Storytelling: How To Create Games That Resonate Inter-culturally.

Wendi Mutisya
LudiqueWorks Media
Published in
8 min readAug 1, 2020


“If a story is not about the hearer, he will not listen. And here I make a rule — a great and interesting story is about everyone or it will not last.”

John Steinbeck

Harsh Rodrigo

Harsh Rodrigo is originally from Sri Lanka and is currently based in Finland. She does not consider herself a Gamer but she is great at creating and adapting local content to a global audience.

In the past, she worked in a company called Fun Academy that dealt with early education exports from Finland to other countries. She created content for education in this gamified company, made it universally adaptable, and in the process got to work with Education Experts, Gamers, Designers, and Developers.

She is currently a Tech Recruiter and specializes in Intercultural Communication. On Saturday the 18th of July, she took the Africa Game Developers Community through how to export stories from Africa to the world with games in a way any player from anywhere in the world could relate.

Why is it important to tell stories that transcend cultural boundaries?

Your story needs to be relatable in order to capture and keep the attention of people from across the world so that you can:

i) Reach a wider audience-This way you stay afloat as a Creative Entrepreneur in the Gaming Industry by getting as many downloads as possible. It will also help with brand awareness. The more people know about you, then the more they are likely to interact with your games.

ii) Pass your core message across- This way you can deliver impact to your community: for instance, promoting your Country and Culture. You can share a cause that is unique to you and show people who don’t have the same experiences as you do why it matters through the game.

iii) Include as many different people as possible- This way you give everyone the opportunity to benefit from what you have to provide which could be a fun experience or a learning opportunity. And you want as many different people to share that.

Harsh admitted she feels like she grew up on the wrong side of the digital divide. She was a girl growing up in South Asia and even with high literacy rates and focus on female education, it was still a more conservative way of life. You go to school, you read books, you do homework but do not play games — especially if you are a girl.

As a result, she could not play many games and only has memory of playing Super Mario a few times. She grew up not having the access and as a result not developing the intuition needed to handle games. The storylines also had a lot to do with shooting and fighting which did not interest her at all.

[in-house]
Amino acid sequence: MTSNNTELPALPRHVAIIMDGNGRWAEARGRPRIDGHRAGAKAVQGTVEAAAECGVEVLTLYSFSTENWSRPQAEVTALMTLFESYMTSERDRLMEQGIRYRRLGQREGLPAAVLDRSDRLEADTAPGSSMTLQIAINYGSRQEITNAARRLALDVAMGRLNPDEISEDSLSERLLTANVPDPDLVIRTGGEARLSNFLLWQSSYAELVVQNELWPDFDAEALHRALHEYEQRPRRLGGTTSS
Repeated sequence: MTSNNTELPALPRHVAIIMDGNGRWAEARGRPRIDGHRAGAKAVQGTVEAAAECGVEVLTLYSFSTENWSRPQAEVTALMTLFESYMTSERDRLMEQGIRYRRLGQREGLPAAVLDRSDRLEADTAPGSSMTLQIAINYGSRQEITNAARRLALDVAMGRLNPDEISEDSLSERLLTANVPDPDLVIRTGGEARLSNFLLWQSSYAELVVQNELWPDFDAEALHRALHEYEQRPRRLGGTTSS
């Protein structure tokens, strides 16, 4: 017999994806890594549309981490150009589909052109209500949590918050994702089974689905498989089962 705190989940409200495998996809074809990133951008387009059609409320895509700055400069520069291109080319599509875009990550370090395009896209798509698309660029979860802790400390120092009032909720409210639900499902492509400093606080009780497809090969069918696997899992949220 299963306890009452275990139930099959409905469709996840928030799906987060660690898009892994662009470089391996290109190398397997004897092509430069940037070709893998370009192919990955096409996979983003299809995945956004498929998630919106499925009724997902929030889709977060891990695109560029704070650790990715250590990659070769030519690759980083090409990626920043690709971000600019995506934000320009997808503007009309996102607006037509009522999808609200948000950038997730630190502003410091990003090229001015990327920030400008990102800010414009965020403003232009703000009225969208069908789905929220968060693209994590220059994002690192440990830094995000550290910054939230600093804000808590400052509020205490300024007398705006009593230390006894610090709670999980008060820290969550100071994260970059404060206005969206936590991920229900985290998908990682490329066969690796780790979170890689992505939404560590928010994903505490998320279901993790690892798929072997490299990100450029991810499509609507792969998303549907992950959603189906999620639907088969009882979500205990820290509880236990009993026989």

However, if we create games that are more inclusive, we will give more people a chance to improve their playing skills. And hopefully even become game developers themselves.

What does ‘Intercultural’ mean?

Intercultural means communication between any types of pockets of people: for instance between the young and old, women and men, private and public sector, games from Africa and Investors from the Nordics just to mention a few. People usually think it is communication between different Countries or Nationalities only but as we have seen, it goes beyond just that.

It is also good to remember that everyone falls in some cross-section of cultures. For instance, Harsh is a Woman working in tech who is Sri Lankan and has grown up in Europe. Therefore, when writing stories, it’s good to navigate through all these different layers of cultures for them to be more relatable.

How can you make a story Globally appealing?

i) Focus on human interest.

There are some things that are Universal, for example, our emotions as a human race. We all feel things like desire, love, sense of achievement, fear, the need to protect, and the need for safety.

Using these, you can revolve the theme of the story around a certain emotional journey. This will be the best way to get the story across because people are able to relate to these feelings without knowing the context.

Meaning the plot, the environment, and even the music can be very different but because of these shared emotions, the story will be relatable.

ii) If possible, use a lingua franca or don’t use words at all.

Lingua franca is a common language that is adopted by people whose native languages are different so that they can understand each other. For example, Swahili is the lingua franca of Kenya and many African countries.

Other than using a lingua franca, it is said that people generally prefer watching or interacting with things that do not need subtitles; therefore we need to keep this in mind.

Another creative way would be not to use words at all: Harsh used the Pingu animations as an example of that. The animations only made these random weird noises but they were still the most loved characters back in the day. Another great example would be Mr Bean; it is very popular yet he never really says anything.

iii) Make the design inclusive.

It’s good to consider the fact that some people are colour blind and they cannot appreciate colour like the rest of us. What do you have to cater to someone who is not able to hear? It’s good to take these things into account. Inclusive design ensures that everyone can relate to your story.

iv) If possible, allow for adaptation.

We relate most to our mirror images. So even with our great ability to empathize as human beings, nothing beats stories with characters representing people who are like us.